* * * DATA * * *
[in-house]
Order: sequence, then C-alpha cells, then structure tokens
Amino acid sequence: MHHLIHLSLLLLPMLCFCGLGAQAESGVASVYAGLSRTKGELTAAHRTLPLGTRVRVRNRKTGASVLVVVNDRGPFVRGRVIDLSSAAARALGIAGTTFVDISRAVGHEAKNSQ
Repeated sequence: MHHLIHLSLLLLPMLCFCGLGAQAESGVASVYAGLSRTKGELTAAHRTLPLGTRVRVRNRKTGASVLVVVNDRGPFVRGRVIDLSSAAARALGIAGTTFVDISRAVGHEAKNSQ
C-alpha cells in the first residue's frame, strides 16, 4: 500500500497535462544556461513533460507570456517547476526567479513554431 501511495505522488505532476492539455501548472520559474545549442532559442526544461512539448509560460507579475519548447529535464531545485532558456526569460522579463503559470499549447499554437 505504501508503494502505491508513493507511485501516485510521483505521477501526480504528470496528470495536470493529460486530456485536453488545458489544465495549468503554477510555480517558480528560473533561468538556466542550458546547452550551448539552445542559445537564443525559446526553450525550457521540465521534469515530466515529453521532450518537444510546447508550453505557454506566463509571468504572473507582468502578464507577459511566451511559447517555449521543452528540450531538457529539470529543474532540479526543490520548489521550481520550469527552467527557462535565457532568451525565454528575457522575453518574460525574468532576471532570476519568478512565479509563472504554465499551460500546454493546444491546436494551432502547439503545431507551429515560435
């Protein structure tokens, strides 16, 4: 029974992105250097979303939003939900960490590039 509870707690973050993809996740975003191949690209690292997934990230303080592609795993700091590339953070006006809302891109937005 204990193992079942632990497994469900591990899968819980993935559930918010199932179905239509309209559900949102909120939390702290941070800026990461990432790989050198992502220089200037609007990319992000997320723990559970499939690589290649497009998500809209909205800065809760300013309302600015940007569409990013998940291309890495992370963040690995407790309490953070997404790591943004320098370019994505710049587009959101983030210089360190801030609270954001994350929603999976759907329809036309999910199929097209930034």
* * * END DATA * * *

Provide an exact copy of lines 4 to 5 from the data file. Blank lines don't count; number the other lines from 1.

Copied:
Repeated sequence: MHHLIHLSLLLLPMLCFCGLGAQAESGVASVYAGLSRTKGELTAAHRTLPLGTRVRVRNRKTGASVLVVVNDRGPFVRGRVIDLSSAAARALGIAGTTFVDISRAVGHEAKNSQ
C-alpha cells in the first residue's frame, strides 16, 4: 500500500497535462544556461513533460507570456517547476526567479513554431 501511495505522488505532476492539455501548472520559474545549442532559442526544461512539448509560460507579475519548447529535464531545485532558456526569460522579463503559470499549447499554437 505504501508503494502505491508513493507511485501516485510521483505521477501526480504528470496528470495536470493529460486530456485536453488545458489544465495549468503554477510555480517558480528560473533561468538556466542550458546547452550551448539552445542559445537564443525559446526553450525550457521540465521534469515530466515529453521532450518537444510546447508550453505557454506566463509571468504572473507582468502578464507577459511566451511559447517555449521543452528540450531538457529539470529543474532540479526543490520548489521550481520550469527552467527557462535565457532568451525565454528575457522575453518574460525574468532576471532570476519568478512565479509563472504554465499551460500546454493546444491546436494551432502547439503545431507551429515560435